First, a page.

Tuesday, June 06, 2006

I prefer to be called "Neo-hippie"

My mom sends me all kinds of random emails - word of the day, quote of the day, religious forwards, and links to various stories she thinks I would find interesting in one way or another. The other day she sent me a link to a story on the MSN page, from Newsweek, about a new group of people called Lohasians. It turns out that this is a term they learned about from Beliefnet, who describes them as the new New Agers, living Lifestyles of Health and Sustainability (LOHAS). It's actually a marketing term for the group of late twenty-somethings and early-mid thirty-somethings that are concerned with recycling, eating organic foods, and trying new types of spirituality (or mixing parts from a variety of old spiritualities to be more accurate). They even give information on the 2006 LOHAS conference.

Why did my mom send this to me? Was it just something cool she found? Does she consider me to be one of these "Lohasians"? Is this a good thing? I will readily admit that I try to eat more organic foods, look for ways to recycle and buy recycled products, and am very interested in a wide variety of spiritual practices, but I am very leery of labels, especially when they are developed by marketers and sound like some kind of fusion ethnic term. I can't help but think back to when all the talk was going on in the media about "Generation X" and how we were all bitter, lazy, and lacked a sense of identity. Now we're being made out to be some kind of earthy, spiritual gumbo group worthy of marketing strategies - ugh!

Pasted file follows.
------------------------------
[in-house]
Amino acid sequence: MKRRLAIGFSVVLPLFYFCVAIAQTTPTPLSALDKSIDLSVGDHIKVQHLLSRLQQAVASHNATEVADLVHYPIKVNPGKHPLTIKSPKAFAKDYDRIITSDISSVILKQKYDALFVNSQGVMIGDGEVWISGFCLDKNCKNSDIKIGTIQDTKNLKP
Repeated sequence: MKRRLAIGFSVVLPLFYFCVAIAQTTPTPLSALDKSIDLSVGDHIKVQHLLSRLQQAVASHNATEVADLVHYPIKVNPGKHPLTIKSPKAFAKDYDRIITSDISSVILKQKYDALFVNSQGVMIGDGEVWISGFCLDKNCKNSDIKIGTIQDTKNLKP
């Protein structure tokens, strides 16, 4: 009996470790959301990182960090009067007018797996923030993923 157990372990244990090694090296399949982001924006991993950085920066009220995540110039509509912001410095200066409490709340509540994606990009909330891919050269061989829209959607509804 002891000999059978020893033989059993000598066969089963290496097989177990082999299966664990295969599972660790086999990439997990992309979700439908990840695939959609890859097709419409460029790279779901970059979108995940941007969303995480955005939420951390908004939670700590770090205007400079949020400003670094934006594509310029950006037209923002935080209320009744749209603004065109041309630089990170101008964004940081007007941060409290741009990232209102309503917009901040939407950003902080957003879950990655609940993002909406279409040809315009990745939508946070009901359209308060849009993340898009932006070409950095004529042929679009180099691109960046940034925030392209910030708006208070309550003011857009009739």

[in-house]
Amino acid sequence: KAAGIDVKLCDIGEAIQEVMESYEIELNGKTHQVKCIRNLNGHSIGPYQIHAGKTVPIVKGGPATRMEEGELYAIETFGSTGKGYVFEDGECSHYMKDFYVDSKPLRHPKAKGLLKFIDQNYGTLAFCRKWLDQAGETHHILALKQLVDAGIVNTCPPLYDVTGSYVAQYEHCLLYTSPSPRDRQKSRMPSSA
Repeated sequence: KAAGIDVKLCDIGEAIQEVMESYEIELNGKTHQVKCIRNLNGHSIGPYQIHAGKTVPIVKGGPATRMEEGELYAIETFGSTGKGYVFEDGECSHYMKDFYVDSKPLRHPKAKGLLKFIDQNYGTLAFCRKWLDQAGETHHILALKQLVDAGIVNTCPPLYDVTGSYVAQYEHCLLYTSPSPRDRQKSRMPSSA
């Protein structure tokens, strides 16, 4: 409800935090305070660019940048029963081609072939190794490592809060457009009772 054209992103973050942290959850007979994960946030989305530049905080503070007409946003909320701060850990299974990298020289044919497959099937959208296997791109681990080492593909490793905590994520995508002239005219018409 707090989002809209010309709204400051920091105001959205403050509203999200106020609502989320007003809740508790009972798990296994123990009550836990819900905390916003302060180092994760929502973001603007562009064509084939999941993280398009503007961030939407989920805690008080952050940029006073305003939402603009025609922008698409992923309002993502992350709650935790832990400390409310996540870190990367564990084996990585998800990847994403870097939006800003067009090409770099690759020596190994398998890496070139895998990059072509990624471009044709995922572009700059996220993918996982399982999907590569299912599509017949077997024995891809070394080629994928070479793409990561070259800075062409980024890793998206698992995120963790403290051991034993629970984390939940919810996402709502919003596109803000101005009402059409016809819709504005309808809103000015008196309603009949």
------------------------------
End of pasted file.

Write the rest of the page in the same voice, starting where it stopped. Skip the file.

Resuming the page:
I'm not upset about the conversation itself - anything to make the sustainable lifestyle more popular and easily accessible is great - but do we always have to come at it from a marketing standpoint? Why is this conversation happening becuase of business rather than because of religious values and teachings?? I don't live this way because it's cool, or affordable - I do it because I believe it's what God would like us all to do and it's what we need to for each other. And yet, even on a site called Beliefnet, they are not talking about it as a movement begun in religious teachings, but as a market. So for me personally, I'm not including myself in this group. I don't want to be called a Lohasian (but if you want to see if you fit in this group, there's a quiz you can take). If I have to choose a label (and we all do at some point, in some way) I'm going to reach back and align myself with movements that did this before me, people who helped make the way I live possible from their actions years ago.


Mom said...

I don't think you are a Lohasian. That seems like a fad; people chasing the latest popular ideas. With you I think it comes from within, looking to make the world a better place in ways that are meaningful to you.

Trouble said...
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